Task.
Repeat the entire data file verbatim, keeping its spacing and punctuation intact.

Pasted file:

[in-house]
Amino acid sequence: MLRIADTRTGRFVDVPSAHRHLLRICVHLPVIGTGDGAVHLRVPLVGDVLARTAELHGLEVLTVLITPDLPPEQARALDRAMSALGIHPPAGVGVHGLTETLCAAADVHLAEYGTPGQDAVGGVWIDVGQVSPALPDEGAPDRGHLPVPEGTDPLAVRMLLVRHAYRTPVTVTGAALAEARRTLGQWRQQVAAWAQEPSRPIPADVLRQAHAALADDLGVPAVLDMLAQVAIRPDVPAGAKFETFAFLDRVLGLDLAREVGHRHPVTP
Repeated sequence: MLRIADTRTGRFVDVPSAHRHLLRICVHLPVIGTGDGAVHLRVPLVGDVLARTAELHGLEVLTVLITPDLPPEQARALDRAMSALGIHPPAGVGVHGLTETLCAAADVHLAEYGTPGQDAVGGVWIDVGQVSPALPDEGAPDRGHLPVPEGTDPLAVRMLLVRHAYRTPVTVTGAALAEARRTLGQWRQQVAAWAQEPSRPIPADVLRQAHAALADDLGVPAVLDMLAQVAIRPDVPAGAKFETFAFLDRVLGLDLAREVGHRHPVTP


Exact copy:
[in-house]
Amino acid sequence: MLRIADTRTGRFVDVPSAHRHLLRICVHLPVIGTGDGAVHLRVPLVGDVLARTAELHGLEVLTVLITPDLPPEQARALDRAMSALGIHPPAGVGVHGLTETLCAAADVHLAEYGTPGQDAVGGVWIDVGQVSPALPDEGAPDRGHLPVPEGTDPLAVRMLLVRHAYRTPVTVTGAALAEARRTLGQWRQQVAAWAQEPSRPIPADVLRQAHAALADDLGVPAVLDMLAQVAIRPDVPAGAKFETFAFLDRVLGLDLAREVGHRHPVTP
Repeated sequence: MLRIADTRTGRFVDVPSAHRHLLRICVHLPVIGTGDGAVHLRVPLVGDVLARTAELHGLEVLTVLITPDLPPEQARALDRAMSALGIHPPAGVGVHGLTETLCAAADVHLAEYGTPGQDAVGGVWIDVGQVSPALPDEGAPDRGHLPVPEGTDPLAVRMLLVRHAYRTPVTVTGAALAEARRTLGQWRQQVAAWAQEPSRPIPADVLRQAHAALADDLGVPAVLDMLAQVAIRPDVPAGAKFETFAFLDRVLGLDLAREVGHRHPVTP